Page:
The Chemistry of Death and Desire

The Chemistry of Death and Desire The Death Scent Project with Nuri McBride

What do fleshy tuberose, cooked Brussel sprouts, chocolate, the musk of human sex, faeces, and a decomposing body all have in common?

Indole, dirty, sexy, carnal Indole. You have smelled it thousands of times without knowing its name, but if you are smelling something a little bit overripe, heavy, and with a strange sweetness, it is most likely Indole. Even untrained noses can pull out the waft of clammy decay in a magnolia blossom, the crotch-like quality to heady jasmine or the slightest smell of poop in roses. That is Indole.

Indole is the smell of human bodies and human intimacy, but also an earthly connection between those bodies and the world around them. After all, flowers are the reproductive organs of plants, living, reproducing, and dying, so of course, we would be attracted and intrigued by our similarities to the chemical composition of these glorious flowers.

A philosophical battle over smell has been raging for centuries. The Ascetics (Freud, Weber, Parson, etc.) want to create a sterile anosmic world where people are completely divorced from the reality of their earthly and animal natures, with the hope that, along with the stench, mankind’s baser qualities will go too.

The Sensualists (Bonnot de Condillac, Hume, Locke, most Humanists, etc.) follow that nothing can be known that is not first sensed, so while hygiene is important, we should not be afraid to experience the mere odour of our animal natures or our connection with the natural world. In fact, if we are honest, we really like it.

One of the major battlegrounds for this fight has been perfume, more specifically the scent of women. In the language of flowers that has pervaded European perfumery for centuries, the good girl wore violets, sweet virginal violets that leave the barest trace. The prostitute wore jasmine that had sillage for days. The good girl had to hide her humanness and sexuality for decorum’s sake behind sugary sweetness. Meanwhile, the prostitute, both exiled and liberated from the tyranny of respectability, was free to broadcast both her sexuality and humanity in her choice of perfume.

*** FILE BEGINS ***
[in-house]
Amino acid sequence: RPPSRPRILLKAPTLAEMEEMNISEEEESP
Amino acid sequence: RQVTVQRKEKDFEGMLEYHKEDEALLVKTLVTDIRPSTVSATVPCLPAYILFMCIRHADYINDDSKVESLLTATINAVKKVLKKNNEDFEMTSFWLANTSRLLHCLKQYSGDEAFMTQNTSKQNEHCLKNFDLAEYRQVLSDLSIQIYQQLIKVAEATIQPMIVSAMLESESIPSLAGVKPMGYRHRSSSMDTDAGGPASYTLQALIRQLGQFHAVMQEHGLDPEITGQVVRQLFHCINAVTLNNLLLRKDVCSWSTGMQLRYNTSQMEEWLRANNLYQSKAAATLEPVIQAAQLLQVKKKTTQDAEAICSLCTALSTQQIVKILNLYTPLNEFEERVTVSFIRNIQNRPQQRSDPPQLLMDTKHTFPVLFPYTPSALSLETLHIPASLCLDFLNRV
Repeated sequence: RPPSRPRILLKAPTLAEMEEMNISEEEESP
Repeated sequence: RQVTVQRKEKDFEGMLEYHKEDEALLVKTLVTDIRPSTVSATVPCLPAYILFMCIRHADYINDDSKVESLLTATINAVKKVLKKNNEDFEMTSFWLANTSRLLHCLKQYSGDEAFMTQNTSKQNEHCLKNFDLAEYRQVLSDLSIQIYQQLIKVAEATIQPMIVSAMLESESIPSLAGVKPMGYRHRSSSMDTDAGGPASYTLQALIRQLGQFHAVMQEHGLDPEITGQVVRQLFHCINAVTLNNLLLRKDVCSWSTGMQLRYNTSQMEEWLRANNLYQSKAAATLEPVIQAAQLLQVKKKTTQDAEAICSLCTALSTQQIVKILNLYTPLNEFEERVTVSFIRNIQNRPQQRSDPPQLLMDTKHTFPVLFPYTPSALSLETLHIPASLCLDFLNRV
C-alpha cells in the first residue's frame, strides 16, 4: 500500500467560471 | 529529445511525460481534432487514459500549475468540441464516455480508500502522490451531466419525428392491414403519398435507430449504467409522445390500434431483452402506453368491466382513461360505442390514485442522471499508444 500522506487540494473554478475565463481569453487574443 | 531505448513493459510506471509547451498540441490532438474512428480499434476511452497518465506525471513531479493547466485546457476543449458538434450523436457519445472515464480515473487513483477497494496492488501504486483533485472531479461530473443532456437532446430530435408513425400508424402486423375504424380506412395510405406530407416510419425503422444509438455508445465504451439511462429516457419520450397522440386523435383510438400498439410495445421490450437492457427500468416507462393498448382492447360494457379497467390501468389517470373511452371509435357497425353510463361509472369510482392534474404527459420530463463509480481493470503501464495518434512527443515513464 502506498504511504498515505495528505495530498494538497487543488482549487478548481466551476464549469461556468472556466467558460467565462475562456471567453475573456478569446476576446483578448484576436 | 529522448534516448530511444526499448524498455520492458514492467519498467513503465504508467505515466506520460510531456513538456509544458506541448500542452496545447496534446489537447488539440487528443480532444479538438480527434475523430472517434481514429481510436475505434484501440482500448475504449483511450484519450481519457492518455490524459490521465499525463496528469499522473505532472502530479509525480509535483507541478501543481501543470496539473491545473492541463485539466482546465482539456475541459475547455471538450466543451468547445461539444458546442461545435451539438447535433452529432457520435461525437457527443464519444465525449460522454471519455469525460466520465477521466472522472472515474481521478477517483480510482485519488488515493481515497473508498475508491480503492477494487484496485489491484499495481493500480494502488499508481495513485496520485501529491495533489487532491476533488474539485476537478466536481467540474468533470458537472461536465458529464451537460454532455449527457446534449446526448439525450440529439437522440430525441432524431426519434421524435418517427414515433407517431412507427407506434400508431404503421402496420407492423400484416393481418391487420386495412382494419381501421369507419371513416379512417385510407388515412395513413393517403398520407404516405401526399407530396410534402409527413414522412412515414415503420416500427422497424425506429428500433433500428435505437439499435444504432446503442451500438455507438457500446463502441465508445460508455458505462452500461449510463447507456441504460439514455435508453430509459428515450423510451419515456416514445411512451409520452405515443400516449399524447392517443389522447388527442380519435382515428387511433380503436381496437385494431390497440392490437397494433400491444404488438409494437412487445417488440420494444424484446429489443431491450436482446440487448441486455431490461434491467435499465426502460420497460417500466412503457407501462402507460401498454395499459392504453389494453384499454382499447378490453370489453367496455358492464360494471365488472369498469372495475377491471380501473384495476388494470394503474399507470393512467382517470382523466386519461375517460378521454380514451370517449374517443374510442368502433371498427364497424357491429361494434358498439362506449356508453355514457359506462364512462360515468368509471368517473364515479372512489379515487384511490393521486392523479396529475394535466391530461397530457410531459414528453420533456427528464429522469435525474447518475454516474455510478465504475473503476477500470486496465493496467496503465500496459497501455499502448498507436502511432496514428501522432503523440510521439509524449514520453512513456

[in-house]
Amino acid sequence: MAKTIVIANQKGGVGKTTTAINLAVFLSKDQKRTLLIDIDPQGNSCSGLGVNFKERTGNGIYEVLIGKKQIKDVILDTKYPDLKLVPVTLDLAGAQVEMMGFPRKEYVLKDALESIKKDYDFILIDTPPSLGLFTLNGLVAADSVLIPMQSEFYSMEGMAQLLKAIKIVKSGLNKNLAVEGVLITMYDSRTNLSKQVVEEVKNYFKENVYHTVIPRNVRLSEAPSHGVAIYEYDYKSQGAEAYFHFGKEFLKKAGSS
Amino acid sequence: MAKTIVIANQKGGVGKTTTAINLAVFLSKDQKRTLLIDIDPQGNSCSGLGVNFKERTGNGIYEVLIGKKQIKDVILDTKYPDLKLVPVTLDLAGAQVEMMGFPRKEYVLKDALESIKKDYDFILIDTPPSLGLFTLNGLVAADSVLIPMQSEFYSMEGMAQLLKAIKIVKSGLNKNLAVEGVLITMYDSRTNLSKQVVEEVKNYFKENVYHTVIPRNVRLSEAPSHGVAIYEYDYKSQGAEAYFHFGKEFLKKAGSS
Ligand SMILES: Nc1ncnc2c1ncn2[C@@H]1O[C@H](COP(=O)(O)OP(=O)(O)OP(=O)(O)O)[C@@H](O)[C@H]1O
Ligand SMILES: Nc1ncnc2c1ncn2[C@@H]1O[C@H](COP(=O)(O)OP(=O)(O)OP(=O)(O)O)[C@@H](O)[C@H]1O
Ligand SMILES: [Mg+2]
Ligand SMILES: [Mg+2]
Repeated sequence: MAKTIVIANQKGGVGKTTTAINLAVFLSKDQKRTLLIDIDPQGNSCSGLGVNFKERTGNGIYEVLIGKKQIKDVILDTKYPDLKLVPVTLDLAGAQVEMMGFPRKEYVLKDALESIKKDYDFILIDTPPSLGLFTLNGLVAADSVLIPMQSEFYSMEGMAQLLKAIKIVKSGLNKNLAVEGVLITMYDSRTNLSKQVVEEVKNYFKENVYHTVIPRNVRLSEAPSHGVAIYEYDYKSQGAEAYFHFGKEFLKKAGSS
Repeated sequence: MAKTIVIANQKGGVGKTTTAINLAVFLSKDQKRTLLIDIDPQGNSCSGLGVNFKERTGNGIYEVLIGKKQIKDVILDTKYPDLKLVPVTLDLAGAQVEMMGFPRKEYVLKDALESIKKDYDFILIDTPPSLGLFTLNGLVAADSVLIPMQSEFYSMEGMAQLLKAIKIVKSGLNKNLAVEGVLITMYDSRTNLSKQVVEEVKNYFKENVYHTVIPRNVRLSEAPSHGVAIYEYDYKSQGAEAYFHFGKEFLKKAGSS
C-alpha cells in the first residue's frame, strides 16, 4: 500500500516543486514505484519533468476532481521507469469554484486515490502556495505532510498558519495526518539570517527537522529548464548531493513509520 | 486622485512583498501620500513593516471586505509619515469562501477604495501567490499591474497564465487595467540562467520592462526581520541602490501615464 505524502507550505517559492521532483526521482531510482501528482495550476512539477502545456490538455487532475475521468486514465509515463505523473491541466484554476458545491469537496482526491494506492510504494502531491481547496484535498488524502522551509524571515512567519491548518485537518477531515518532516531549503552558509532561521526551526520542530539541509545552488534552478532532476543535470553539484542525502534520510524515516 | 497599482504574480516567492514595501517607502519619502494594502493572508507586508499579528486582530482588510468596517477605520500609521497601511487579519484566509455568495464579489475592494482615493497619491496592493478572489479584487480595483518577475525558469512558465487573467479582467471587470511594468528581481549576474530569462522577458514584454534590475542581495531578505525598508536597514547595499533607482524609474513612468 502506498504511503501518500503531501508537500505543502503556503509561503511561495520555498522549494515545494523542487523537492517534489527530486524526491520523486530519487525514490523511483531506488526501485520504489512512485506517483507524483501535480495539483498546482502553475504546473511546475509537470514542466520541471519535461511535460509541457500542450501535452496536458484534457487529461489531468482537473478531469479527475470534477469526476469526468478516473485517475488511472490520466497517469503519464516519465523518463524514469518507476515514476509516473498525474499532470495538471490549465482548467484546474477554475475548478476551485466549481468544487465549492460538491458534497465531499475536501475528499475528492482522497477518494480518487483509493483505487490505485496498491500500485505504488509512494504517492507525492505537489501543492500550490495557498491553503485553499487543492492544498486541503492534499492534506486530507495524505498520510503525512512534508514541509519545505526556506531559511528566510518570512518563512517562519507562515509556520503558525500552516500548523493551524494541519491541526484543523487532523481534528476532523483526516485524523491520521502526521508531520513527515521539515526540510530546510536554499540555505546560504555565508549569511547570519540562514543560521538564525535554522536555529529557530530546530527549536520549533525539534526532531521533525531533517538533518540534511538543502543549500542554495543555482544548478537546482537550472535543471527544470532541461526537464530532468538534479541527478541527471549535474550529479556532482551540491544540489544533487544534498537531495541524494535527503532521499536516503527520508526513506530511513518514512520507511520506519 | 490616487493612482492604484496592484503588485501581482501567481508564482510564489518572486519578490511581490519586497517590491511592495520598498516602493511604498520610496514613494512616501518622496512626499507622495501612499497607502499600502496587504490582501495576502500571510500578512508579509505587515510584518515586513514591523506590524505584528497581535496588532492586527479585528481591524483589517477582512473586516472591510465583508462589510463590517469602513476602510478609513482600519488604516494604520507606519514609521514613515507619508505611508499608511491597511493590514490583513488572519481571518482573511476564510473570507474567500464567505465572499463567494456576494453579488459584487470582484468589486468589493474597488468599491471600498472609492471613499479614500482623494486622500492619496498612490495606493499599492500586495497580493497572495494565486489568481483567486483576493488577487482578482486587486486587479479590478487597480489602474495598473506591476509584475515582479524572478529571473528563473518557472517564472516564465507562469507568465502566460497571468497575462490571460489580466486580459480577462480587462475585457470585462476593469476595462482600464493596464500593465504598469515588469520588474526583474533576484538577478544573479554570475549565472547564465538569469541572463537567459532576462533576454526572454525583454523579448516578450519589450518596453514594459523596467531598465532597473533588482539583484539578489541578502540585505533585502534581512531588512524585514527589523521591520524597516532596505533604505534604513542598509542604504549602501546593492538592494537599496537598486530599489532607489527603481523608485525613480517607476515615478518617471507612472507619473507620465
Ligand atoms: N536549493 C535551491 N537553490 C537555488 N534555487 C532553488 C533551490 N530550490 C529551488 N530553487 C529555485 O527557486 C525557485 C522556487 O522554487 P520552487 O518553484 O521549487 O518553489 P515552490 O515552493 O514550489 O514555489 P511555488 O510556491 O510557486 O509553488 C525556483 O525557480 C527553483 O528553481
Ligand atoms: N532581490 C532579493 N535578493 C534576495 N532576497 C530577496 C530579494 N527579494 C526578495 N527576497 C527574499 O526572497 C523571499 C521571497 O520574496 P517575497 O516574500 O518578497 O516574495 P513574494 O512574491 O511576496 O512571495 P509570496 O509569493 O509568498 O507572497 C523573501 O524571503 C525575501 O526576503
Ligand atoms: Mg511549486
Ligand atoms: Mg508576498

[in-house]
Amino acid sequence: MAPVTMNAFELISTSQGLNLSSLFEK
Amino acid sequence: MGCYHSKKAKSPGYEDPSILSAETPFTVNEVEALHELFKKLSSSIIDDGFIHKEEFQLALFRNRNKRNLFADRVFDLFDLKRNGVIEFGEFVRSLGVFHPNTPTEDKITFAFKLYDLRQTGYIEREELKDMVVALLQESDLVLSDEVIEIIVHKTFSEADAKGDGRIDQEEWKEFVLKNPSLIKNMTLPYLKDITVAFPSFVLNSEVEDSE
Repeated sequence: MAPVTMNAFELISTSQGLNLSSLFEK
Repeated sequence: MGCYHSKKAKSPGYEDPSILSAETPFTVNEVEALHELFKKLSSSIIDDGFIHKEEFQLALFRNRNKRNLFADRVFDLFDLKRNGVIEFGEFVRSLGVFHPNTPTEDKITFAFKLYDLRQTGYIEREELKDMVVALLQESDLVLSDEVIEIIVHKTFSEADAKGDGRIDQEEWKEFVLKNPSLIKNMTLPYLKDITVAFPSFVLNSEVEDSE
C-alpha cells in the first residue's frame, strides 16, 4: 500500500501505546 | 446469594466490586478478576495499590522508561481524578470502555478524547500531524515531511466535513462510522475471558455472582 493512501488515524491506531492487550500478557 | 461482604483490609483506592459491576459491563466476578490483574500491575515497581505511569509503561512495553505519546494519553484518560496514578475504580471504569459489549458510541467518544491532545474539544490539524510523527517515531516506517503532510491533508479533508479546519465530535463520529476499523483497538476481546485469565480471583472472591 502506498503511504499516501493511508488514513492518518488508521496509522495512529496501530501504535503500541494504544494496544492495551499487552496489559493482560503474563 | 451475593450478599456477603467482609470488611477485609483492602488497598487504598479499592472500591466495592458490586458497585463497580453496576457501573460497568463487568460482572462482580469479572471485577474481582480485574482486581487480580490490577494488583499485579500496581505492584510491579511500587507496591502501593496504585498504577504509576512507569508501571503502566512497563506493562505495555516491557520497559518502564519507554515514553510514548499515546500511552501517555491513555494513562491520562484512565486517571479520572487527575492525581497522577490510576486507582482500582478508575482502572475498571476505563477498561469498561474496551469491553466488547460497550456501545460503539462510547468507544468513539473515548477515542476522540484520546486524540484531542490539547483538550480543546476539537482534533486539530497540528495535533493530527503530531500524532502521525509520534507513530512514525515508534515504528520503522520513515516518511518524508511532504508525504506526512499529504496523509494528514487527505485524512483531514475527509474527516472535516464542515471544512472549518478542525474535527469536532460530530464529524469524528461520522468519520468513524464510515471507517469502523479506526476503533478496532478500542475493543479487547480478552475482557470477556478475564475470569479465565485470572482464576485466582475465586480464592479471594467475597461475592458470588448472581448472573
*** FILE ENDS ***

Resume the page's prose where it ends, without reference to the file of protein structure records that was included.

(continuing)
It wasn’t until the rebellious Flappers of the 1920s, and their racy new fragrances like Chanel No.5, that those smutty indolic florals were redefined.  However, even today in the English-speaking world the clarified non-scent of white musk (think laundry detergent and dryer sheets) rules supreme. While French perfumes like A La Nuit by Serge Luten and Secretions Magnifiques by Etat Libre d’Orange show that something far more human, sensual, dirty, and sexy is on the minds of our French counterparts. So what is Indole?


Smelly Chemistry

Indole’s name is a portmanteau of indigo and oleum given because Indole was first isolated by a treatment of indigo dye with oleum. It is an aromatic organic compound that is found in a wide variety of natural settings including cruciferous vegetables, many flowering plants, the human body, and bacteria.

It’s Indole produced by gut bacteria, along with its smelly bandmates putrescine (hot garbage, bad breath, and vaginosis) and cadaverine (urine and rotting meat), that are the headliners in the miasmic, thick, slightly lemony, overripe scent of decomposition. Putrescine and cadaverine are diamines produced by the breakdown of amino acids such as lysine and are thought to be responsible for the nauseating aspect of decomp. Indole is created by the breakdown of the amino acid tryptophan.